Take the 2-minute tour ×
Stack Overflow is a question and answer site for professional and enthusiast programmers. It's 100% free, no registration required.

I have a pure theoretical question, with a nonsense example:

  UPDATE mytable
      binaryData = '___GIANT_BINARY_DATA___',
      isBig      = LENGTH('___THE_SAME_GIANT_BINARY_DATA___') > 1000000000
  WHERE id = 22

Now, if my binary data is a "gillion bytes", i want to avoid to write it twice in the plain SQL

  UPDATE mytable
      binaryData = '___GIANT_BINARY_DATA___',
      isBig      = LENGTH(binaryData) > 1000000000
  WHERE id = 22

I want to update a column field, then re-use it, using its column name, in the same query

or maybe is there a way to define an alias in the UPDATE syntax, like i can do with SELECT?

thank you in advance

(p.s. i'm also interested in to the equivalent INSERT syntax)

share|improve this question

3 Answers 3

up vote 1 down vote accepted

MySql is an oddity in that the SET statements are non-atomic, meaning that as soon as one column is assigned a new value, that new value will be reflected if it is used elsewhere in the update statement.

The following statements:

CREATE TABLE Swap (
  a CHAR(1),
  b CHAR(1)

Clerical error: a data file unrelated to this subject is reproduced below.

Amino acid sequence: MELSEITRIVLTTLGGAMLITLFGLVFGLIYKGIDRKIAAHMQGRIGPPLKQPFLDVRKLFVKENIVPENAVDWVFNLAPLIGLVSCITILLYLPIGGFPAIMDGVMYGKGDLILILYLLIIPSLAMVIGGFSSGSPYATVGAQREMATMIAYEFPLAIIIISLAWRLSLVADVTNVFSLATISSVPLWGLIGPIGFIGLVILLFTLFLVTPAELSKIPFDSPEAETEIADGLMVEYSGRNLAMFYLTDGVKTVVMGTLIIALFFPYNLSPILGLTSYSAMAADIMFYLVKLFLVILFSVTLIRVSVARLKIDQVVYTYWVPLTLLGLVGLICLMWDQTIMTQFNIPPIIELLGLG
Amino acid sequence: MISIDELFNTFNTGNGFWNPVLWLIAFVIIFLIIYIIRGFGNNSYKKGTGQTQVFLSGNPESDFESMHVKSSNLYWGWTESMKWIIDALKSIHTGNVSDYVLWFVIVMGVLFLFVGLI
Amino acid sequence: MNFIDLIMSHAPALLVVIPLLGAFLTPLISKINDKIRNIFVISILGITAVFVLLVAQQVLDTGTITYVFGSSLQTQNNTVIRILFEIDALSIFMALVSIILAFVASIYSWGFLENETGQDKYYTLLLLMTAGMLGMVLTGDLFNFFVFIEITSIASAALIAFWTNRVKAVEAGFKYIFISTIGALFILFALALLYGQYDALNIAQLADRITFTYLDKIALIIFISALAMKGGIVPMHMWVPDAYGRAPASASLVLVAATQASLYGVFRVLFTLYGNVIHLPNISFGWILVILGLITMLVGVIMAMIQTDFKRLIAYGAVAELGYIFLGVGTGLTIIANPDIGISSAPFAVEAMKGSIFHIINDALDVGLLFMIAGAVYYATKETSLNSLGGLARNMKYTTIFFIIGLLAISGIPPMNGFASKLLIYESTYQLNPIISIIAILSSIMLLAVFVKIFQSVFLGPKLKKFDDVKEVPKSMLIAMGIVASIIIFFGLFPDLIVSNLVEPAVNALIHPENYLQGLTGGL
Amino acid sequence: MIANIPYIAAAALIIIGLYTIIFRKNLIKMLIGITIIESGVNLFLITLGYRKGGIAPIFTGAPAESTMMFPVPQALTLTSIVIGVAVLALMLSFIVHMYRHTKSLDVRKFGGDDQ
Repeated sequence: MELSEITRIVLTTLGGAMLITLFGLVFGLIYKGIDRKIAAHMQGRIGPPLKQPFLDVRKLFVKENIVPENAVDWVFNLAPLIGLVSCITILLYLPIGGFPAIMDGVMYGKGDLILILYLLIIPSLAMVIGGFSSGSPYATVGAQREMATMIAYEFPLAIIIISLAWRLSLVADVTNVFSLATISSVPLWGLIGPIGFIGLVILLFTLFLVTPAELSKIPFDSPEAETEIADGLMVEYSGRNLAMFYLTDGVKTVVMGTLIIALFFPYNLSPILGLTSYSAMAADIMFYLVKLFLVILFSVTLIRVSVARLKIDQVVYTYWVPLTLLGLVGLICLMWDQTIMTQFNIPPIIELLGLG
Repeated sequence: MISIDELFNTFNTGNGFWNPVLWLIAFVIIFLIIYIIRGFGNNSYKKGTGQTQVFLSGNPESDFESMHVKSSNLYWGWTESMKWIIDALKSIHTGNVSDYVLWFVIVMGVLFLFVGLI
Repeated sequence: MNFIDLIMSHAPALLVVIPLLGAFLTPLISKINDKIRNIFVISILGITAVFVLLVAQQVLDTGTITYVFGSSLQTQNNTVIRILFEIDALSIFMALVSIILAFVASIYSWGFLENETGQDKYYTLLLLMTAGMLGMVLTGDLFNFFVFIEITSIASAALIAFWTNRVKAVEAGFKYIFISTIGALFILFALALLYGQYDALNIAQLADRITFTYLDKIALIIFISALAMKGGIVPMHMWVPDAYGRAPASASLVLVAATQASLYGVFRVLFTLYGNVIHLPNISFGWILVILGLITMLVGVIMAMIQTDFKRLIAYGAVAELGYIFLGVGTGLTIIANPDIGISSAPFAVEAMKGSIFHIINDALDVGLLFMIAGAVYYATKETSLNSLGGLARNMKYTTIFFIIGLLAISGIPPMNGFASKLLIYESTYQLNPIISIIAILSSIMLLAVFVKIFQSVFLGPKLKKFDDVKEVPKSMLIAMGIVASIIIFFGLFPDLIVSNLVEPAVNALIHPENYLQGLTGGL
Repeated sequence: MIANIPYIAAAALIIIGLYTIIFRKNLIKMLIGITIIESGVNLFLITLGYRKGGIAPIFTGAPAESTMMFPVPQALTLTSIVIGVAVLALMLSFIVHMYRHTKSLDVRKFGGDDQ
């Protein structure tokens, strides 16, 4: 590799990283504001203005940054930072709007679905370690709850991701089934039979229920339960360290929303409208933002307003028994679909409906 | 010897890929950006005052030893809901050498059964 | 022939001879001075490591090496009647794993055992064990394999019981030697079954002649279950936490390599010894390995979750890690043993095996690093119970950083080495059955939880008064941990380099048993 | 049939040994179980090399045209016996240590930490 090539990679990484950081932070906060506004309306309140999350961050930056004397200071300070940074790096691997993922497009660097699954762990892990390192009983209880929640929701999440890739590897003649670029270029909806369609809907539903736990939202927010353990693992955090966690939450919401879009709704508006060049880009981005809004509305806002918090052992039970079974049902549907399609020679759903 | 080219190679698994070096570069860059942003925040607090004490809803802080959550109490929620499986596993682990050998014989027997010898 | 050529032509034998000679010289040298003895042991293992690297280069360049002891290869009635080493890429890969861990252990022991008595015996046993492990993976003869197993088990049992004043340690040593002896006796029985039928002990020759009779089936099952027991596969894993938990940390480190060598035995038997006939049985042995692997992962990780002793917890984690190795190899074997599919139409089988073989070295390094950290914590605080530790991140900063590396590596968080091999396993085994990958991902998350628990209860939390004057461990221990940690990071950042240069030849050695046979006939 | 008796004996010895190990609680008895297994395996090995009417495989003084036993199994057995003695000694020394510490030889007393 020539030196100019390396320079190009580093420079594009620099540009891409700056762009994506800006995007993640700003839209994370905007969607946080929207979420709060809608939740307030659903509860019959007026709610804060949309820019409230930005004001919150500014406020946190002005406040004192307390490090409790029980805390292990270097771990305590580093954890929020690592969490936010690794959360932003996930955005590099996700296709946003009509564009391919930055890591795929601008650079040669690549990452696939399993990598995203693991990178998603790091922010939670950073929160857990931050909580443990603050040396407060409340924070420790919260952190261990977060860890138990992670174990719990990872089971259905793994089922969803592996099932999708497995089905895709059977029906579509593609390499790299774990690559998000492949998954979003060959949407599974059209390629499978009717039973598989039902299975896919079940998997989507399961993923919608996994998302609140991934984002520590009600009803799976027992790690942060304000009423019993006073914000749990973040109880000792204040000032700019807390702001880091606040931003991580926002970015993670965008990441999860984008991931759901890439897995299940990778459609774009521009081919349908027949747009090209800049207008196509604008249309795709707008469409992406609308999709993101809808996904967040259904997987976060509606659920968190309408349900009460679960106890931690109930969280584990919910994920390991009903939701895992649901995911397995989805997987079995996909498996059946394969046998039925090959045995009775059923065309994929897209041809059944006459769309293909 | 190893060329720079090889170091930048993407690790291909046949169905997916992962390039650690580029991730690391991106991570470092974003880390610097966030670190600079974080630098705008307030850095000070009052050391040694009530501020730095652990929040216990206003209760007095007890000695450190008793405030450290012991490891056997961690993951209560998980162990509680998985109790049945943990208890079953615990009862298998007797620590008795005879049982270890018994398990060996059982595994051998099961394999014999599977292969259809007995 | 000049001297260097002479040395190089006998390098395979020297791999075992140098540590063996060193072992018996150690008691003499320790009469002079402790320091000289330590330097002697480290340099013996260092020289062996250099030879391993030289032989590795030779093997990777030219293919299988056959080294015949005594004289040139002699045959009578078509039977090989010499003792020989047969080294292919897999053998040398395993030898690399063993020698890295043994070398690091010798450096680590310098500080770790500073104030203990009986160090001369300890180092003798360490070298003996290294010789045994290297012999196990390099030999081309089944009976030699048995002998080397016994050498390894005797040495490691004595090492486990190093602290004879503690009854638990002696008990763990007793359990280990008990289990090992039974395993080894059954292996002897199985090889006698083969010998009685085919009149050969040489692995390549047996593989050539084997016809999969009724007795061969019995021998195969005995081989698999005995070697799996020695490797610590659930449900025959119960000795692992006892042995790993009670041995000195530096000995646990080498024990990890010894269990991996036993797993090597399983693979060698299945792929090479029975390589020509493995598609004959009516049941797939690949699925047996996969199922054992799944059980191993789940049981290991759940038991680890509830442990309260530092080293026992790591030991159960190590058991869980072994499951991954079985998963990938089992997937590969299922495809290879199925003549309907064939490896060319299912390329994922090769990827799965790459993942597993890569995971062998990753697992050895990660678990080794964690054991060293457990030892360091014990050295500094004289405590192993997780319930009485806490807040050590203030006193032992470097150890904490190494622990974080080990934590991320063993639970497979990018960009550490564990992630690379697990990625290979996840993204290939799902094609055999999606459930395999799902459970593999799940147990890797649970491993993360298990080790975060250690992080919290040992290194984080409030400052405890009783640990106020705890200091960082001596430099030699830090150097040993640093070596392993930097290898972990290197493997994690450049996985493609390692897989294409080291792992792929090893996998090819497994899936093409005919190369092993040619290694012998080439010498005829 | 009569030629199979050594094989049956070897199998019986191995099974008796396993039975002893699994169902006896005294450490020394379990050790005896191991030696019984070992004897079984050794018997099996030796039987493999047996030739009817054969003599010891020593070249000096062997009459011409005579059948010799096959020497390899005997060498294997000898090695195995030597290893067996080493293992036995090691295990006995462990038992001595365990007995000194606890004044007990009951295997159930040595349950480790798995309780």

);

INSERT INTO Swap (a, b) VALUES ('a', 'b');

UPDATE Swap SET a = b, b = a;

SELECT * FROM Swap;

Will result in b, b in MySql, but b, a in every other RBDMS that I'm aware of...

So for your question, you don't need to alias binaryData, because soon as it is updated, the updated value will be reflected in the isBig assignment statement.

However, it's probably a bad idea to rely on this behavior, since it is non-standard.

share|improve this answer
    
thanks! then the order of SETs matters. thank you! –  skyline26 Aug 3 '12 at 23:02
    
Doesn't help with INSERT though. –  Justin Swanhart Aug 3 '12 at 23:04
    
@JustinSwanhart True... I think the insert could be handled with either your suggestion or something similar to Zane's. I didn't comment on it because you guys already covered it pretty well... –  Michael Fredrickson Aug 3 '12 at 23:13
    
what about the insert syntax INSERT INTO table SET a = 2, b = a ? –  skyline26 Aug 3 '12 at 23:50

You can use a CROSS JOIN like so:

UPDATE     mytable a
CROSS JOIN (SELECT '__GIANT_BINARY_DATA__' AS bindata) b
SET        a.binaryDate = b.bindata,
           a.isBig = LENGTH(b.bindata) > 1000000000
WHERE      a.id = 22

Which will give you access to that same value in every row, and you only have to pass in the data once in the SQL statement string.

share|improve this answer
    
thank you too for the alternative :) –  skyline26 Aug 3 '12 at 23:02
    
Keep in mind this will always create a myisam temp table on disk... –  Justin Swanhart Aug 3 '12 at 23:16

You can use a user variable:

set @content = '___GIANT_BINARY_DATA___';
UPDATE mytable
   SET binaryData = @content,
       isBig = LENGTH(@content) > 1000000000
 WHERE id = 22;
set @content = NULL; -- free up memory
share|improve this answer

Your Answer

 
discard

By posting your answer, you agree to the privacy policy and terms of service.

Not the answer you're looking for? Browse other questions tagged or ask your own question.